Veterans of the United States military are often aggressively targeted by cybercriminals for their government benefits. Currently deployed military members are also frequent targets of attack, because their active status makes them less able to monitor their credit reports and accounts. As a result, the Department of Veterans Affairs is stepping in: as of August 2014, the VA has a new campaign, called More Than A Number—in reference to the personally identifiable information that veterans are encouraged to protect—designed to inform veterans about identity theft prevention.
To support the campaign, the VA's Office of Information and Technology launched a new website, www.va.gov/identitytheft, offering identity theft resources for veterans and their beneficiaries. Veterans can find educational tools, multimedia, and other identity theft prevention resources on the site. From the website, users can also navigate to more information based on questions like, “Am I a Victim?" and “What is the VA Doing to Help?"
The VA also announced a new toll-free identity theft helpline, which is available Monday through Friday, 8:00 a.m. to 8:00 p.m. EST. The number is 1-855-578-5492.
On the website, the VA outlines the measures it has adopted to help protect veterans' personally identifying information (PII), including:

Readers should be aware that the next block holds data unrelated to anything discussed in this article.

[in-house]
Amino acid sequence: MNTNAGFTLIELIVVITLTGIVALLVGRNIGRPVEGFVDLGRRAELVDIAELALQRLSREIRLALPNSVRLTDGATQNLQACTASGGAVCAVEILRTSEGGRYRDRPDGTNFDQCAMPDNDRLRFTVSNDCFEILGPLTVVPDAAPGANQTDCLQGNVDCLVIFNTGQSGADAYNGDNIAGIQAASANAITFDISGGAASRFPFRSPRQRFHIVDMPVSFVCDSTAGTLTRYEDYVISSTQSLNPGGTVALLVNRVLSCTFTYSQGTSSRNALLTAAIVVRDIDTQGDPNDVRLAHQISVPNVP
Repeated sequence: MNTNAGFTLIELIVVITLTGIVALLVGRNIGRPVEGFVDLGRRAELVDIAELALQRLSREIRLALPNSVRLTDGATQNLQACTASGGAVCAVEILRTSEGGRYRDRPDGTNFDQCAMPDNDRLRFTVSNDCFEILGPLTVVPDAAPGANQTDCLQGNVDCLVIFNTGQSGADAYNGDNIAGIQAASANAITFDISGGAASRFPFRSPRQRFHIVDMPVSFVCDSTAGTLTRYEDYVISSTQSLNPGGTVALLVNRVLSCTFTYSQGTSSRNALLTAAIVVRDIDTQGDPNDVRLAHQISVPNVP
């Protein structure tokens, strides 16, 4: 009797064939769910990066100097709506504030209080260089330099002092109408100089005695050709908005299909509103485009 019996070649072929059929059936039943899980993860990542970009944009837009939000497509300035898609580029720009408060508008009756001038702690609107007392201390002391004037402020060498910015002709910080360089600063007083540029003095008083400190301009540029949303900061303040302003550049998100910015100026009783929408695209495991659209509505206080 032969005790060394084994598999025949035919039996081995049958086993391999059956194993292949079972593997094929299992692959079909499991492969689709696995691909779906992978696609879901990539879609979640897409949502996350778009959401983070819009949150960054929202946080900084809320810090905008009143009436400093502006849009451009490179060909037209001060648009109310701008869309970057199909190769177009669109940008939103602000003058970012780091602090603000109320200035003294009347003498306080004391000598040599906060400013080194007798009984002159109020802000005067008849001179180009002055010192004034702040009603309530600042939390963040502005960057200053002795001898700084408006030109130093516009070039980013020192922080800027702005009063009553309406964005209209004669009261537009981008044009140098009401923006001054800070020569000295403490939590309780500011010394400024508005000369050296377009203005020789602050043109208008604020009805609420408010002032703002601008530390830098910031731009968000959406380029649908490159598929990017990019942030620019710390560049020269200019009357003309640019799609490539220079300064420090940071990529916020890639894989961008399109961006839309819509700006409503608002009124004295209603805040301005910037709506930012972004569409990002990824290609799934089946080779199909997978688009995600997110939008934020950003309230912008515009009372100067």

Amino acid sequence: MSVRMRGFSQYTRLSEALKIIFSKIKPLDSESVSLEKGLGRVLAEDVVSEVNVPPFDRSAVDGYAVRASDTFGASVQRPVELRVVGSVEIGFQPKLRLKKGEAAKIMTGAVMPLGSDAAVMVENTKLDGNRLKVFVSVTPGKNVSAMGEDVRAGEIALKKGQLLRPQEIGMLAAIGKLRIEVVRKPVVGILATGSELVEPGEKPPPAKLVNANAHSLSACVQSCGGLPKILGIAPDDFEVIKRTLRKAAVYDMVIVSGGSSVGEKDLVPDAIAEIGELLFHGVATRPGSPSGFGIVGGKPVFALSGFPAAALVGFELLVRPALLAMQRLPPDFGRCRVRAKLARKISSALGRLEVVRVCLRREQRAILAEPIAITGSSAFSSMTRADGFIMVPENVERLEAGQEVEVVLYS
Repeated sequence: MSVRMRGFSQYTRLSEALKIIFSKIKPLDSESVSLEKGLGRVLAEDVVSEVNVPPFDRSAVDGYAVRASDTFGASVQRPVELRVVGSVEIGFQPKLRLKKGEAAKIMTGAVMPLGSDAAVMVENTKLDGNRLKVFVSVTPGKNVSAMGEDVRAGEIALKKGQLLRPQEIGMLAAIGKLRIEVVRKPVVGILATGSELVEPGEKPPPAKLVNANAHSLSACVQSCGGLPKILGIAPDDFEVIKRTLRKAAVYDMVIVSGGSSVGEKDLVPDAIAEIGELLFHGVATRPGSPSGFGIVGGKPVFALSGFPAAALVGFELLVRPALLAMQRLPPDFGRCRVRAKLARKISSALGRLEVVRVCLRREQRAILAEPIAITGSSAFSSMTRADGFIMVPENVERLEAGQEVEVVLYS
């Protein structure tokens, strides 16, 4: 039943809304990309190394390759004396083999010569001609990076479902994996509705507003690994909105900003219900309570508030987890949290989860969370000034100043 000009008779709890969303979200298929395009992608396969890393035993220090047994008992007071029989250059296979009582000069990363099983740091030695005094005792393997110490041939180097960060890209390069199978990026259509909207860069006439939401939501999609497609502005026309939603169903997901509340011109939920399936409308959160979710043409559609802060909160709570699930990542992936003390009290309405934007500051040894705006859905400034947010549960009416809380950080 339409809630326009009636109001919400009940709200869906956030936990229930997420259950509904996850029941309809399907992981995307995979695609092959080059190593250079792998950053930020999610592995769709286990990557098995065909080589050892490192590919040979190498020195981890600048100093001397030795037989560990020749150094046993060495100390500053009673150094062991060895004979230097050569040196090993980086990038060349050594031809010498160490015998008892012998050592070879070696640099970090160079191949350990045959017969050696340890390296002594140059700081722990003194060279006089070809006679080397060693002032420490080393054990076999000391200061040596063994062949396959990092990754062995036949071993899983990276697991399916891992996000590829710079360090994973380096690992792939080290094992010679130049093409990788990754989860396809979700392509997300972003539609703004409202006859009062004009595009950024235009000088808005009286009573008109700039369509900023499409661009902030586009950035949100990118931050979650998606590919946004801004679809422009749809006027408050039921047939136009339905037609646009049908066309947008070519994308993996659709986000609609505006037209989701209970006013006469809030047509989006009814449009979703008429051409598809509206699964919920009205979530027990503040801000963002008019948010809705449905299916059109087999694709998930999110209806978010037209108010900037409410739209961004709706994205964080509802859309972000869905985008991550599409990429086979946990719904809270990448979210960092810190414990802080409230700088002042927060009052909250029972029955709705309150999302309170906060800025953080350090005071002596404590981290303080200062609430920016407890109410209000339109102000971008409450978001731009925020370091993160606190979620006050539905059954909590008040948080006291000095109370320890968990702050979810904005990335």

The VA made headlines for a 2006 data breach which resulted in the compromise of the sensitive, unencrypted data of 25.6 million veterans and active military personnel. If a future breach should occur involving VA information, the department will offer free credit monitoring to those at risk.
The VA also assures veterans that extensive information security awareness training is required by all VA employees. Those assisting the VA's office must attend information sessions and events that help highlight best practices to protect information.
Reducing the use of Social Security Numbers (SSNs)
The VA also states that it has “significantly reduced the unnecessary collection and use of Social Security numbers as the Department's primary identifier." Social Security numbers no longer appear on any VA prescription labels, bottles, or mailing labels.
There is a new records management program being used by the VA to help prevent the disclosure of PII. According to the website, “the program manages the lifecycle of VA records, from creation, filing, and storing to disposal, in accordance with all federal regulations to ensure that records containing sensitive data are handled properly and securely."
VA Identity Safety Service
Created in 2006, the Identity Safety Service serves those affected by identity theft. Multiple programs have been created to help build partnerships with government and non-profit groups to help better prevent identity theft.
For more details about the campaign and resources, please visit: www.va.gov/identitytheft.
By Cassie Morien
The Center for Identity's ongoing research is always providing new insights on the best ways to protect military personnel from identity fraud and abuse. For more information about protecting yourself from identity theft, subscribe to our IDWise e-newsletter.